Esther Ebner

Vitamin C – A Power boost for winter

Vitamin C is nothing new to anyone who is concerned with healthy nutrition. Those who do not deal with it have at least heard about it. Vitamin C is present in many foods. In winter, it is worthwhile to focus on it.


It is valuable for the winter and the ski season:

  • because it strengthens the body's defences
  • because it contributes to energy metabolism and regulates the oxygen supply to the body's cells
  • because it improves the absorption of iron, which is very valuable for women aged between 30 and 40 (who often suffer from an iron deficiency)
  • It protects the cells from oxidative stress

If you don't get enough vitamin C in your diet (the body cannot produce it itself), you will suffer more often from exhaustion and fatigue, reduced performance and more infections may occur. If symptoms of this kind do happen, check beforehand whether you are getting enough sleep (at least 7 hours), are exposed to little glare from the TV and PC in the evening, drink enough water (at least 1.5 litres per day) and have a balanced diet and spend time in the fresh air every day.

That would be the basis for vitality and health

If we turn the focus back to vitamin C, then the daily intake of vitamin C is recommended through the following foods. The DGE (German Nutrition Society) recommends 100 milligrams of vitamin C per day.

So where do you get this vitamin from? The following foods are rich in vitamin C:

  • Sea Buckthorn
  • Rosehip
  • Parsley
  • Blackcurrants
  • Green chillies
  • Kale
  • Sweet pepper
  • Lemons
  • Brussels sprouts
  • Broccoli
  • Kiwis
  • But potatoes and tomatoes also have good vitamin C content too.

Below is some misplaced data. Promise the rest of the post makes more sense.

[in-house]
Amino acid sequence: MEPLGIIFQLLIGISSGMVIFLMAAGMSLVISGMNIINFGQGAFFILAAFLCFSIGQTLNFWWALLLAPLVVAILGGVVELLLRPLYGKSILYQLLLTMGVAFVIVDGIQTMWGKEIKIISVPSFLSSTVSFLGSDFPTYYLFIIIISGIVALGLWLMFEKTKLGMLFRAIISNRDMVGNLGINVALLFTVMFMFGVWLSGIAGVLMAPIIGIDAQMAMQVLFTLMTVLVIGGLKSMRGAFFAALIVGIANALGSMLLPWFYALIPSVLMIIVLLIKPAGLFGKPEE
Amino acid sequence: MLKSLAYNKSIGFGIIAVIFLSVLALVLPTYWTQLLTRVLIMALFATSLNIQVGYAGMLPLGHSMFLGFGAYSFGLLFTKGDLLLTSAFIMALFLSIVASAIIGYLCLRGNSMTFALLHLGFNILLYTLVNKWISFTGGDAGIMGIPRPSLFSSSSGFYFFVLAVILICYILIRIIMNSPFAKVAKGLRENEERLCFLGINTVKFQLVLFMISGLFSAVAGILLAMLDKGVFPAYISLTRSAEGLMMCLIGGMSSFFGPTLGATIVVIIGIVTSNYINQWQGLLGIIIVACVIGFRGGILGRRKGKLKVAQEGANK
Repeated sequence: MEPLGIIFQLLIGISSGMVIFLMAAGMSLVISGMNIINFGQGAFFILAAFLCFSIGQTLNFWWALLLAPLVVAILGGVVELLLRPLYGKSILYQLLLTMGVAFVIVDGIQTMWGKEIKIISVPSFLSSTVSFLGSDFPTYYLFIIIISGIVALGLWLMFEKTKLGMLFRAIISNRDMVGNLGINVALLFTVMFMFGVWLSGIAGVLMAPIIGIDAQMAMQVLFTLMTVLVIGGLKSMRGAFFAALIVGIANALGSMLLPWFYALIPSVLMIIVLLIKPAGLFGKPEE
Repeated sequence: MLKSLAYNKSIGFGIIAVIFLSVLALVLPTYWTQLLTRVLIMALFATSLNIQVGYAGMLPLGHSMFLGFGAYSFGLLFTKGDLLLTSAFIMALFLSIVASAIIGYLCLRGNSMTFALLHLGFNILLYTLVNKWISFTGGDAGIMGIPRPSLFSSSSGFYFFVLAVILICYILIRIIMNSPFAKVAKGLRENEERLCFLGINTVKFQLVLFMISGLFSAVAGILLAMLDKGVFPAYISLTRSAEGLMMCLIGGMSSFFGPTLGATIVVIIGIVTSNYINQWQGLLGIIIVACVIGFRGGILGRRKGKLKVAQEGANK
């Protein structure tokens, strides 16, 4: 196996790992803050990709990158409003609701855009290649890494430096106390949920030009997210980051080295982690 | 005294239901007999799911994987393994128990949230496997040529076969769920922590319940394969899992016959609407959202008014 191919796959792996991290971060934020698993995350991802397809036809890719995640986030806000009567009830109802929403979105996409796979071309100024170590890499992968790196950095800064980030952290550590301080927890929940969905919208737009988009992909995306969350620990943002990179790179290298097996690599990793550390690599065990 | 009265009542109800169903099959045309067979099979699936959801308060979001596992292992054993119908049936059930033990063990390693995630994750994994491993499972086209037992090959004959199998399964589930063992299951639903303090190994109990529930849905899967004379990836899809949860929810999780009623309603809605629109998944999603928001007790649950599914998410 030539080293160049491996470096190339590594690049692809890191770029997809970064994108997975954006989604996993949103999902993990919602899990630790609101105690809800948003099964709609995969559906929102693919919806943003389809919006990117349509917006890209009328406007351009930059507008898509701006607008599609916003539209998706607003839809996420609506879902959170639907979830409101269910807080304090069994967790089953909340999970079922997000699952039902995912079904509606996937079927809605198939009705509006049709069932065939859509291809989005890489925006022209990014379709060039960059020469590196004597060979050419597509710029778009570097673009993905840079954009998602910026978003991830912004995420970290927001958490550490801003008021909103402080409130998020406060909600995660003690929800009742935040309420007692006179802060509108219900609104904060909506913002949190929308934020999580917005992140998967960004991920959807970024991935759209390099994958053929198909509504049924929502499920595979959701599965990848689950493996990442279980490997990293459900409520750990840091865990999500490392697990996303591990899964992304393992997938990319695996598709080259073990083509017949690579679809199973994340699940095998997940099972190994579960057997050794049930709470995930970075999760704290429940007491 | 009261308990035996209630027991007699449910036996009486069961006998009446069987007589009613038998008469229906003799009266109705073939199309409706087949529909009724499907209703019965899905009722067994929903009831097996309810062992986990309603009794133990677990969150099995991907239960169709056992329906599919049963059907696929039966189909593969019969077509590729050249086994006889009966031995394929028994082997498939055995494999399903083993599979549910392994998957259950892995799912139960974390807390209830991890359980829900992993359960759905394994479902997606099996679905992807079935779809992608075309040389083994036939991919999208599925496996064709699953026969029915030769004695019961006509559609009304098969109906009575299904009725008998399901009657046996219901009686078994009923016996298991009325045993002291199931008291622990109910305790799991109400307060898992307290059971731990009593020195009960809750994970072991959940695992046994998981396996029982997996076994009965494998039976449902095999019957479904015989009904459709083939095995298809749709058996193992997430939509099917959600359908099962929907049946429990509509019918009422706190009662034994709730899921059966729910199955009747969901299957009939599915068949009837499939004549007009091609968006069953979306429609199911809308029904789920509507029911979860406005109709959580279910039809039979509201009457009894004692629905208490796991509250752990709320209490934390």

HOW can you now know that you are taking in enough vitamin C?

The DGE provides a little guidance on the daily requirement from food: Half a pepper and a small glass of orange juice are enough.

This will help you to find out whether you are eating enough vegetables and fruit per day. 5 portions of vegetables and fruit per week are recommended. When eating vegetables, make sure that they are not completely boiled, otherwise they will lose many valuable nutrients. It is better to steam vegetables. In the evening before going to bed, fruit is not recommended because the fructose starts working which can delay falling asleep.

You can also order individual foods such as sea buckthorn, rosehip or blackcurrant in powder form and stir them into a yoghurt or smoothie. Of course, there are also food supplements, but food or a balanced diet is always preferable. In the ski hut’s you could also order a water with lemon. Then you have already filled up on valuable vitamin C.

As you can see, not only is vitamin C important for winter and your health, but there are always other factors that contribute to your vitality. But taking care of vitamin C in winter is a really good immune system booster.

So here we go!

Get some vitamin C-rich foods, build them into your dietary routine and then head out into the fresh air in Ski amadé.

Esther Ebner

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